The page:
· To respect hospital property
· To be considerate of other patients and to see that your visitors do the same

Treatment
Your Rights
· To receive treatment regardless of race, religion or any other discrimination
prohibited by law.
· To receive emergency treatment regardless of ability to pay
· To expect reasonable continuity of care and to be informed of available and
realistic care
options when hospital care is no longer appropriate
· To have your needs for pain management addressed and treated
· To be free from the use of restraints and/or seclusion unless clinically
necessary.

Your Responsibilities
· To follow your caregivers’ instructions and help them in their efforts to return
you to health.
· To inform your caregiver if you think there may be problems in following their
instructions
· To participate in decision making about your medical care
· To recognize the impact of lifestyle on your personal health

Information
Your Rights
· To understand your diagnosis and treatment, as well as the possible
outcomes, risks and
benefits of your care.
· To have information regarding your medical treatment explained to your family
member or
other appropriate individual when you are unable to participate in decisions
about your care.
· To be advised of hospital policies, procedures, rules and regulations that may
affect your care.
· To understand that your caregiver may both be teachers and students
· To know the names/ titles of your caregiver.
· To see your medical records (in accordance with hospital policy and/or the
law)
· To review your bill and to have any questions or concerns you have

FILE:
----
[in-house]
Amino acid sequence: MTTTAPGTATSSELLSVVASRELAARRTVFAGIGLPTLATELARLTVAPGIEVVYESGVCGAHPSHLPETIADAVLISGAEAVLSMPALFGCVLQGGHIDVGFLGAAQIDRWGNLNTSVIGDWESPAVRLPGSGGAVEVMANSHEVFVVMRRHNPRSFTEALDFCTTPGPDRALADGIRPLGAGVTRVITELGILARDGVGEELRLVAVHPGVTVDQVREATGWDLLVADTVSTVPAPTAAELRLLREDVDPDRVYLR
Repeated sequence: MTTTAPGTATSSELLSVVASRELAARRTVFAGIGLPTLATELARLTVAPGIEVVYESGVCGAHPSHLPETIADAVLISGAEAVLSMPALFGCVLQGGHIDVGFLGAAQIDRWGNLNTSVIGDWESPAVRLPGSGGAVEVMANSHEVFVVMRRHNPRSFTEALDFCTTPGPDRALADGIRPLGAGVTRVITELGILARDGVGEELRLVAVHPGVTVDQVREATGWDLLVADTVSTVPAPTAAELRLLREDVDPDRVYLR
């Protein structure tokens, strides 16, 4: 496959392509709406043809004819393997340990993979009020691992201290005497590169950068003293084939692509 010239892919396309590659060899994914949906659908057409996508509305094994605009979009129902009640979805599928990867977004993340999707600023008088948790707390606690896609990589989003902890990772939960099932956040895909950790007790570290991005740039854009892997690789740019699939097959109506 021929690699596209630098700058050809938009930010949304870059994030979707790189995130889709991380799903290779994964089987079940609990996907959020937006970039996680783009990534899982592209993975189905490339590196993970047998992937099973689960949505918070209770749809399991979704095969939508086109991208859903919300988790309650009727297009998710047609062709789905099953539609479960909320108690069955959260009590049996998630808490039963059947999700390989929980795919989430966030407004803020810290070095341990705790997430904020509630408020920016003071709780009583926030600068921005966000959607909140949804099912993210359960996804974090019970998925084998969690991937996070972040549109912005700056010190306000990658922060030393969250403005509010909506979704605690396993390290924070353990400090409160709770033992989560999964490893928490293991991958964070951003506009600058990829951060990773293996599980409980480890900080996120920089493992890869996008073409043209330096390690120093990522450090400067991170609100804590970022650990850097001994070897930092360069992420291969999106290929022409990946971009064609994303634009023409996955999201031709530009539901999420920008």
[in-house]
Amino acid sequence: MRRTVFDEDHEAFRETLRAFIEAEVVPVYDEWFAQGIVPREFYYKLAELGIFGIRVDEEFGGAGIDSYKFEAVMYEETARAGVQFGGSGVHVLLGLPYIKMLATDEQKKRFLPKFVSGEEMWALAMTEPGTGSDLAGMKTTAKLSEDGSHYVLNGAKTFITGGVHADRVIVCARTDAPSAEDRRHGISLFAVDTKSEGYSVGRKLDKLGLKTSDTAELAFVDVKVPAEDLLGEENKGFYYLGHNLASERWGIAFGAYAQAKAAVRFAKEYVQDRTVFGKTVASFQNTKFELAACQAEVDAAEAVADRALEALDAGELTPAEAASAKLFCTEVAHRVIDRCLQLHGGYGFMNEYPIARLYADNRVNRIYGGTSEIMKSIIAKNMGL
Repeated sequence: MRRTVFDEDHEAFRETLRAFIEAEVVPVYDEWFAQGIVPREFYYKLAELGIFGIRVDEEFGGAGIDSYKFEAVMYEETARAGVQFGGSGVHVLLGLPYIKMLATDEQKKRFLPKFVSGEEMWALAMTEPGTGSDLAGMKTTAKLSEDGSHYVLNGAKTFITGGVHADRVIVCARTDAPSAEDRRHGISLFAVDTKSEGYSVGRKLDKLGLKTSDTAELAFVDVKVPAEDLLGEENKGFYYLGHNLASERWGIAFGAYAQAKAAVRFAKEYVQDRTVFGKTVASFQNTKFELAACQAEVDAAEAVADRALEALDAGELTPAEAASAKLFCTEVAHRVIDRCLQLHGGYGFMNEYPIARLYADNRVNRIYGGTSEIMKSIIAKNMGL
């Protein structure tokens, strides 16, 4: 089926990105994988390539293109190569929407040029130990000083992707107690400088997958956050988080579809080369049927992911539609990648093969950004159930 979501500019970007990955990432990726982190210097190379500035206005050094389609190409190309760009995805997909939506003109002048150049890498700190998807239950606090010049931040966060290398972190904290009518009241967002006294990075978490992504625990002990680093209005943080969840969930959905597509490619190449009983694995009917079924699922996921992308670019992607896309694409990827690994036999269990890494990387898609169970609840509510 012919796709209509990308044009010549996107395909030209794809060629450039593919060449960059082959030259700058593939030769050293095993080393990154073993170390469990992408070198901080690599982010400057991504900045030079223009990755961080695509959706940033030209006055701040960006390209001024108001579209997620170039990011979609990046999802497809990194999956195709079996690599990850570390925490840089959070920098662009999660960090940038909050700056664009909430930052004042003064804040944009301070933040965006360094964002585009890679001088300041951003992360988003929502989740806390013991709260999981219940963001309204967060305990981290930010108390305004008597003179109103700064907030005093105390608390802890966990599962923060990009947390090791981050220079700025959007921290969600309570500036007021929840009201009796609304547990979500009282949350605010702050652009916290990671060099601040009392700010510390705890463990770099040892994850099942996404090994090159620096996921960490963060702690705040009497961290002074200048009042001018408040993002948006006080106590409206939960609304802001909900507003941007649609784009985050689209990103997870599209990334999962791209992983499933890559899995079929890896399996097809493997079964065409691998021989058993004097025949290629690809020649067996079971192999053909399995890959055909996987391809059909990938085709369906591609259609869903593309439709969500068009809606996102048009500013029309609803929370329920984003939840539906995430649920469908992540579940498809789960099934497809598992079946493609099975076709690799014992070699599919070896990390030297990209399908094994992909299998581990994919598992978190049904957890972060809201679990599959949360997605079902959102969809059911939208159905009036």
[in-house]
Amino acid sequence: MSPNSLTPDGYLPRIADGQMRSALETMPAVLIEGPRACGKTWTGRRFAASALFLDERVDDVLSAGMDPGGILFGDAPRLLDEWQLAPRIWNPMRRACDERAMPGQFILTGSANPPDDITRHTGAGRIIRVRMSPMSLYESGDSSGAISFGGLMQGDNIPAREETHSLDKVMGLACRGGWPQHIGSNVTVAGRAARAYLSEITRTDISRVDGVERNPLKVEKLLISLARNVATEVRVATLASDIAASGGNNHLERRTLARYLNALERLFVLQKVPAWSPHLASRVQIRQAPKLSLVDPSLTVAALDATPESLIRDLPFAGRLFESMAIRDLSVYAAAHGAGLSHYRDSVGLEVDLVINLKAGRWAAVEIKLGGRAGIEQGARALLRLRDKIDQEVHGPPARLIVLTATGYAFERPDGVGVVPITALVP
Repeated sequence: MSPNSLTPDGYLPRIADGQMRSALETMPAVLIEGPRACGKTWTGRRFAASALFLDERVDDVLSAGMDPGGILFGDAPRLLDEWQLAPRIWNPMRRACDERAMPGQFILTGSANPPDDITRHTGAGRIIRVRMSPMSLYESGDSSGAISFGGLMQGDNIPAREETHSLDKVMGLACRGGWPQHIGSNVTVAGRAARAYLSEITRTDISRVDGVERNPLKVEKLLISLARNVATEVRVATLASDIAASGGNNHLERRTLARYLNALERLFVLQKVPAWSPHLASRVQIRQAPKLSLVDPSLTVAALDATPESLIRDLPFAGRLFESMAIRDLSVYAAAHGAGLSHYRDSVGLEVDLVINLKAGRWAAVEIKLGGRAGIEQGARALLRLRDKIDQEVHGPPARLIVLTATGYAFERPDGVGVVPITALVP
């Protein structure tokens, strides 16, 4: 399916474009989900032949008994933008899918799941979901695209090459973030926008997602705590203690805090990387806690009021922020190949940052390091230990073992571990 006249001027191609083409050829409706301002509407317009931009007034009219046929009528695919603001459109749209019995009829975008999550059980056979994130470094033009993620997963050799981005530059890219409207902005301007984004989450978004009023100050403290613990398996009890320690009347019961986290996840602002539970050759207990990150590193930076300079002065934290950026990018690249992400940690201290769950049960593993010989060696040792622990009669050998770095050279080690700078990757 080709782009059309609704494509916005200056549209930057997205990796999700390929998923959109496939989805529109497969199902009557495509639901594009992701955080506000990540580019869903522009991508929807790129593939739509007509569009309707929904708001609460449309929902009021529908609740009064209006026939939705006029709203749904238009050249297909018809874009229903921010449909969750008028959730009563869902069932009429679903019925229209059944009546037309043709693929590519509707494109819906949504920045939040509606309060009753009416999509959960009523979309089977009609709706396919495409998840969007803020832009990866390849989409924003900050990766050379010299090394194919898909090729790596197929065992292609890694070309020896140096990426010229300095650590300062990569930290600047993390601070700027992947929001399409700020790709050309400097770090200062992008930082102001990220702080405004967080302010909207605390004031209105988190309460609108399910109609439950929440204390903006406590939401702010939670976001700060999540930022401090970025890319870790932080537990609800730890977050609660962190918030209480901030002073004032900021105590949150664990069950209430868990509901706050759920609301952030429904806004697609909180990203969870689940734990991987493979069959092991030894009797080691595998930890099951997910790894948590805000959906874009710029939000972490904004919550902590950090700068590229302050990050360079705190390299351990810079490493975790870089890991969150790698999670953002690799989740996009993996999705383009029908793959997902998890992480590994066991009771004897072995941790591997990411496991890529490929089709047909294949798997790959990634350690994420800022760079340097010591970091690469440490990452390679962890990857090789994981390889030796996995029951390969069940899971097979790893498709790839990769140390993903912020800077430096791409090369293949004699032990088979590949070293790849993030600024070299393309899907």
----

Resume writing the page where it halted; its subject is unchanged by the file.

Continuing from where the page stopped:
adequately addressed.
Your Rights
· To provide the hospital with accurate and complete information about your
medical history
· To ask your doctors for more information if you d not understand your illness
or treatment
· To provide the hospital with necessary payment and/or insurance information

Involvement

Your Rights
· To be involved in decisions concerning your care
· To have your family members and/or others from participating in decisions
about your care
· To discuss any treatment planned for you
· To give your informed consent or informed refusal for treatment
· To leave the hospital or request a transfer (in accordance with hospital policy
and/or the law)

Your Responsibilities
· To abide by hospital rules and regulations
· To keep your appointments
· To pay your bills on time
· To inform the hospital management if you believe your rights have been
violated

NANDA LIST
Below is a complete listing of all NANDA nursing diagnoses
through the 12th conference (1996).
Activity/Rest
Circulation
Ego Integrity
Elimination
Food/Fluid
Hygiene
Neurosensory
Pain/Discomfort
Respiration
Safety
Sexuality
Social Interaction
Teaching/Learning
Elimination
Activity/Rest
Activity intolerance (specify level) Bowel incontinence
Activity intolerance, for Constipation
Disuse syndrome, risk for Constipation, colonic
Diversional activity deficit Constipation, perceived
Fatigue Diarrhea
Sleep pattern disturbance Incontinence, functional
Circulation Incontinence, reflex
Adative capacity: intracranial, decreased Incontinence, stress
Cardiac output, decreased Incontinence, total
Dysreflexia Incontinence, urge
Tissue perfusion, altered (specify): cerebral, Urinary elimination, altered
cardiopulmonary, renal, pastrointestinal,
Urinary retention, (acute/chronic)
peripheral
Food/Fluid
Ego Integrity
Adjustment, impaired Breastfeeding, effective
Anxiety (mild, moderate, severe, panic) Breastfeeding, ineffective
Body image disturbance Breastfeeding, interrupted
Coping, defensive Fluid volume deficit (active loss)
Coping, individual, ineffective Fluid volume deficit (regulatory failure)
Decisional conflict Fluid volume deficit, risk for
Denial, ineffective Fluid volume excess
Energy field disturbance Infant feeding pattern, ineffective
Fear
Nutrition: altered, less than body
Grieving, anticipatory
Grieving, dysfunctional requirements
Hopelessness Nutrition: altered, more than body
Personal identity disurbance requirements
Post-trauma response (specify stage) Nutrition: altered, risk for more than body
Powerlessness requirements
Rape-trauma syndrome (specify) Oral mucous membrane, altered
Rape-trauma syndrome: compound reaction Swallowing, impaired
Rape-trauma syndrome: silent reaction Hygiene